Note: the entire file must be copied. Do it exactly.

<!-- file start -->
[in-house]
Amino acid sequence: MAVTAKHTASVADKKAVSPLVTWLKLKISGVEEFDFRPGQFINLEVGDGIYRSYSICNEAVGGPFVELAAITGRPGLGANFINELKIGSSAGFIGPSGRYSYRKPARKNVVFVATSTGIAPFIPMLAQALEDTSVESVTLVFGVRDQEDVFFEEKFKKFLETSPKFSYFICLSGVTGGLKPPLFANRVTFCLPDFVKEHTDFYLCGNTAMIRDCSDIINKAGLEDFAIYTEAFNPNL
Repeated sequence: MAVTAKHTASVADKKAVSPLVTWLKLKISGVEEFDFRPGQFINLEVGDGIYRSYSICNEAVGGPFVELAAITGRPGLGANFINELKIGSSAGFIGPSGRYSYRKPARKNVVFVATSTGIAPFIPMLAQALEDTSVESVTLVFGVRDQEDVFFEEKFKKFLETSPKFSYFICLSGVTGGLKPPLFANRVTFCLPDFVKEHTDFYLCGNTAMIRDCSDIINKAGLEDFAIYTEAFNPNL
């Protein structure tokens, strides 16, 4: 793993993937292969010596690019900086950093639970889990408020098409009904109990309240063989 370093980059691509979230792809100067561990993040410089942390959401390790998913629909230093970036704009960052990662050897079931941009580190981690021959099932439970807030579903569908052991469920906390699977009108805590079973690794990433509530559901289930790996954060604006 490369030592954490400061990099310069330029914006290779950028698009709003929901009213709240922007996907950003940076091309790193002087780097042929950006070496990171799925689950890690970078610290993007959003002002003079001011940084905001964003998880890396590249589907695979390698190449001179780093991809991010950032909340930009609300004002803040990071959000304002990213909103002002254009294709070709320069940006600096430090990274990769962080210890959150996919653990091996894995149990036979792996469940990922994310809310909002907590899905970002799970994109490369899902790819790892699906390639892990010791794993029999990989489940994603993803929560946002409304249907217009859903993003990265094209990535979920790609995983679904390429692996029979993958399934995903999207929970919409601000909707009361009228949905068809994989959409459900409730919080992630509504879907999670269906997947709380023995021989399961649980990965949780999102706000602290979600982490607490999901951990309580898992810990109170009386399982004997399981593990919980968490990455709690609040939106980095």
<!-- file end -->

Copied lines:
[in-house]
Amino acid sequence: MAVTAKHTASVADKKAVSPLVTWLKLKISGVEEFDFRPGQFINLEVGDGIYRSYSICNEAVGGPFVELAAITGRPGLGANFINELKIGSSAGFIGPSGRYSYRKPARKNVVFVATSTGIAPFIPMLAQALEDTSVESVTLVFGVRDQEDVFFEEKFKKFLETSPKFSYFICLSGVTGGLKPPLFANRVTFCLPDFVKEHTDFYLCGNTAMIRDCSDIINKAGLEDFAIYTEAFNPNL
Repeated sequence: MAVTAKHTASVADKKAVSPLVTWLKLKISGVEEFDFRPGQFINLEVGDGIYRSYSICNEAVGGPFVELAAITGRPGLGANFINELKIGSSAGFIGPSGRYSYRKPARKNVVFVATSTGIAPFIPMLAQALEDTSVESVTLVFGVRDQEDVFFEEKFKKFLETSPKFSYFICLSGVTGGLKPPLFANRVTFCLPDFVKEHTDFYLCGNTAMIRDCSDIINKAGLEDFAIYTEAFNPNL
């Protein structure tokens, strides 16, 4: 793993993937292969010596690019900086950093639970889990408020098409009904109990309240063989 370093980059691509979230792809100067561990993040410089942390959401390790998913629909230093970036704009960052990662050897079931941009580190981690021959099932439970807030579903569908052991469920906390699977009108805590079973690794990433509530559901289930790996954060604006 490369030592954490400061990099310069330029914006290779950028698009709003929901009213709240922007996907950003940076091309790193002087780097042929950006070496990171799925689950890690970078610290993007959003002002003079001011940084905001964003998880890396590249589907695979390698190449001179780093991809991010950032909340930009609300004002803040990071959000304002990213909103002002254009294709070709320069940006600096430090990274990769962080210890959150996919653990091996894995149990036979792996469940990922994310809310909002907590899905970002799970994109490369899902790819790892699906390639892990010791794993029999990989489940994603993803929560946002409304249907217009859903993003990265094209990535979920790609995983679904390429692996029979993958399934995903999207929970919409601000909707009361009228949905068809994989959409459900409730919080992630509504879907999670269906997947709380023995021989399961649980990965949780999102706000602290979600982490607490999901951990309580898992810990109170009386399982004997399981593990919980968490990455709690609040939106980095």